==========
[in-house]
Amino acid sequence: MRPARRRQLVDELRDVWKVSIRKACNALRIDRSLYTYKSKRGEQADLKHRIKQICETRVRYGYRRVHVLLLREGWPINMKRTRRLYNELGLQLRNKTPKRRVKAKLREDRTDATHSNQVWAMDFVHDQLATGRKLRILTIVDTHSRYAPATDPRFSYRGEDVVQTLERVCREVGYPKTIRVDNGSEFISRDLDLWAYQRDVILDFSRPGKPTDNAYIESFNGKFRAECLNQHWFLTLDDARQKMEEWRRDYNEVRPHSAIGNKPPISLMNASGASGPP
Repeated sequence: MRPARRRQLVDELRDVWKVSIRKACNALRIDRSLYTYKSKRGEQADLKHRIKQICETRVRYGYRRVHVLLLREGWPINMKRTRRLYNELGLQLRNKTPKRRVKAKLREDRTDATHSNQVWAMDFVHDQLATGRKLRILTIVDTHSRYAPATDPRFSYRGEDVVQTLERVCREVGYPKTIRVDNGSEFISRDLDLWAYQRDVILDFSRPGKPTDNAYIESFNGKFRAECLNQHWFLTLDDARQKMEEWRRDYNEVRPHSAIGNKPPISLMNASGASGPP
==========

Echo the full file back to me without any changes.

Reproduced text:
[in-house]
Amino acid sequence: MRPARRRQLVDELRDVWKVSIRKACNALRIDRSLYTYKSKRGEQADLKHRIKQICETRVRYGYRRVHVLLLREGWPINMKRTRRLYNELGLQLRNKTPKRRVKAKLREDRTDATHSNQVWAMDFVHDQLATGRKLRILTIVDTHSRYAPATDPRFSYRGEDVVQTLERVCREVGYPKTIRVDNGSEFISRDLDLWAYQRDVILDFSRPGKPTDNAYIESFNGKFRAECLNQHWFLTLDDARQKMEEWRRDYNEVRPHSAIGNKPPISLMNASGASGPP
Repeated sequence: MRPARRRQLVDELRDVWKVSIRKACNALRIDRSLYTYKSKRGEQADLKHRIKQICETRVRYGYRRVHVLLLREGWPINMKRTRRLYNELGLQLRNKTPKRRVKAKLREDRTDATHSNQVWAMDFVHDQLATGRKLRILTIVDTHSRYAPATDPRFSYRGEDVVQTLERVCREVGYPKTIRVDNGSEFISRDLDLWAYQRDVILDFSRPGKPTDNAYIESFNGKFRAECLNQHWFLTLDDARQKMEEWRRDYNEVRPHSAIGNKPPISLMNASGASGPP